Numlock News: August 30, 2022 • Sage, Spice, Seals
By Walt Hickey
A New Season
The world has changed. I see it in the water. I feel it in the earth. I smell it in the air. Much that once was is lost, for none now live who remember it: Starbucks is relaunching the Pumpkin Spice Latte today but now it costs 4 percent more. A grande PSL will now cost between $5.45 and $5.95 depending on location. Starbucks, a popular milkshake company that occasionally dabbles in coffee, has moved 600 million PSLs since launching the beverage in 2003. This is also a later launch compared to rivals: Krispy Kreme had the audacity to roll out its pumpkin spice offering on the eighth of August, while Dunkin’ had the decency to wait until August 18 to bring back its pumpkin-flavored beverages.
Seals are smart, and they’re smart enough to know when massive numbers of salmon are returning to rivers to spawn. The problem is that while the seals are as voracious as ever, salmon populations have been struggling thanks to decades of habitat destruction and overfishing, and so now it’s up to humans to try to throw off the seals as they make their way toward the river. Scientists have tried everything, from giving seals fish laced with bad flavors to small bombs to make loud noise and spook them off. The newest tech is Targeted Acoustic Startle Technology, or TAST, which uses sound with a frequency of 500 to 2,000 hertz to scare seals while remaining outside the hearing ranges of salmon and whales. In experiments, it dropped fish predation by seals by 97 percent.
Quiet. Too Quiet.
The Atlantic has seen three named storms develop this hurricane season, with the most recent one, Colin, forming in July. This means that August has not seen a single named storm, and if that holds through the end of the day it’ll be only the third time in decades of record-keeping that there were no storms in August. The previous times were in 1961 and 1997. There are currently four thunderstorms that the National Hurricane Center is monitoring that could become named storms, with one system having an 80 percent chance of developing by Friday. The statistical peak of hurricane season is historically around September 10, with the bulk of the season running August 20 to October 1.
Big Bang Theory
When the American sitcom The Big Bang Theory was released in China, it was lousy with plot holes and cut jokes. A new analysis of the first 100 episodes of the show released after state censorship on Youku found that 77 episodes had at least one edit, with the overall number of cuts hitting 206 removed scenes accounting for about an hour of content on the censors’ cutting room floor. Of those, scenes involving the topic of sexuality accounted for 139 of the cuts and 43.1 minutes. Again, this is a TV-14 show that ran on CBS, so we’re talking mild stuff at best. The remainder of the cut stuff either alluded to the existence of LGBT people, or are scenes that mentioned North Korea, China or Russia.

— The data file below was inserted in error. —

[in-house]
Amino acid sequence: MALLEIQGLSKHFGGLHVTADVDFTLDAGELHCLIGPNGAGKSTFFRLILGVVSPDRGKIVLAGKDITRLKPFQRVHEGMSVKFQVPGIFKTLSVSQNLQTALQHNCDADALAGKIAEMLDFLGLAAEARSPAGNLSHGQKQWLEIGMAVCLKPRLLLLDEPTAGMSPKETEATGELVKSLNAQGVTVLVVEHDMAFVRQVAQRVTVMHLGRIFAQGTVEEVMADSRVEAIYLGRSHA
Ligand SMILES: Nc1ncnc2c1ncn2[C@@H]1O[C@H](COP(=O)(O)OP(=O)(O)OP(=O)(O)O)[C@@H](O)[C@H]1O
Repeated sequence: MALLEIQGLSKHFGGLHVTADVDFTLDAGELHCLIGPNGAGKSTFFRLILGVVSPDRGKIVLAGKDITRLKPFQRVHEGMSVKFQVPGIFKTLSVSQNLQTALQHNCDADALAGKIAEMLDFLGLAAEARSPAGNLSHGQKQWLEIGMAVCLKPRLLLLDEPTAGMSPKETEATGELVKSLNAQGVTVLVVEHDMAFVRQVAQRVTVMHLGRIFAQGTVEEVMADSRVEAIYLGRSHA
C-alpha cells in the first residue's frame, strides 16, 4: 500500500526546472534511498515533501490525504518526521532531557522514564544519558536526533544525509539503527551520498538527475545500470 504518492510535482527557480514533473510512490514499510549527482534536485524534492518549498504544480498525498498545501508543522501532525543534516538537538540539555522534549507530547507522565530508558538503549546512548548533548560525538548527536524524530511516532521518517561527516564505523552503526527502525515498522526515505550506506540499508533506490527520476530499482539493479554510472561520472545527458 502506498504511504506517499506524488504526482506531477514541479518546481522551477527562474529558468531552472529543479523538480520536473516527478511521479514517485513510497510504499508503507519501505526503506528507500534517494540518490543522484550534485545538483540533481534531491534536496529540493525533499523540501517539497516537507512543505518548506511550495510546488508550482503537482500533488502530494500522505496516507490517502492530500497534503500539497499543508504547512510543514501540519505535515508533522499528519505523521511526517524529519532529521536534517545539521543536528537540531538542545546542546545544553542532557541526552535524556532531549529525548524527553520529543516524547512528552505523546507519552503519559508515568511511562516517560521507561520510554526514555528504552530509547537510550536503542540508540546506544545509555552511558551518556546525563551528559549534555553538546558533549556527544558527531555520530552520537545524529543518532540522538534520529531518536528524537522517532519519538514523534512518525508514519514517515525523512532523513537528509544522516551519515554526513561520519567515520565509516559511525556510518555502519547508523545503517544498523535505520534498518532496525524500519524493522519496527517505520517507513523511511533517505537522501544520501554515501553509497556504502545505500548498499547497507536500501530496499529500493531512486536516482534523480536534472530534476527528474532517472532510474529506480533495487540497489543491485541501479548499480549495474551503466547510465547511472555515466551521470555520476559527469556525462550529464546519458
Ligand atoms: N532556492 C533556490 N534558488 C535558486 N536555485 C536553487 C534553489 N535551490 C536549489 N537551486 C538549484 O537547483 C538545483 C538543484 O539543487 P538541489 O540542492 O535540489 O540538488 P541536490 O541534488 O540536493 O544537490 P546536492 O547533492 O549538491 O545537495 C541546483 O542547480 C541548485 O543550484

The percentage of Americans who told Gallup that they recently smoked a tobacco cigarette has been on the decline for decades, dropping from over 40 percent from the ‘40s through mid-‘70s and then gradually declining. In the most recent version of that survey as of July, only 11 percent of respondents said they had recently smoked tobacco. This is remarkable for many public health reasons and is clearly the result of decades of dedicated efforts at smoking cessation, but this survey result was especially remarkable: For the first time ever, more Americans reported smoking marijuana recently (16 percent) than tobacco.
A regional trade deal has sent consumption of durian in China spiking, as it’s now easy for the country to import fresh fruits from neighbors in Southeast Asia. In 2021, fresh durian imports were up 42.7 percent year over year, hitting 821,600 tons, with the value of those durian imports rising 82.4 percent to $4.205 billion. Durians are trendy, and the countries that produce them are noticing, with Thailand producing 1.29 million tons of the fruit in 2021, up 30 percent from two years prior. While China has tried to get a domestic durian industry going, climate issues have prevented it from taking hold, but the new demand has some exporters fretting their main customer may soon become a rival producer.
Demand for white sage is up, with its aroma often used to clear the air, or to make a tea for sinuses. An important group of sage users are Native Americans in Southern California and Baja California, who are the earliest users of the plant. The issue is that California white sage is now a desirable global commodity among the New Age types, and it’s being poached from public and tribal lands by the ton. Workers can get $30 for a duffel bag’s worth, which are sold to poachers who actually make the real money fencing it into the market of people trying to clear out bad vibes from a house or whatever. One native plant expert estimated that some 90 percent of sage that’s on the market in stores or online is likely poached. Tribal groups want help protecting the plant.
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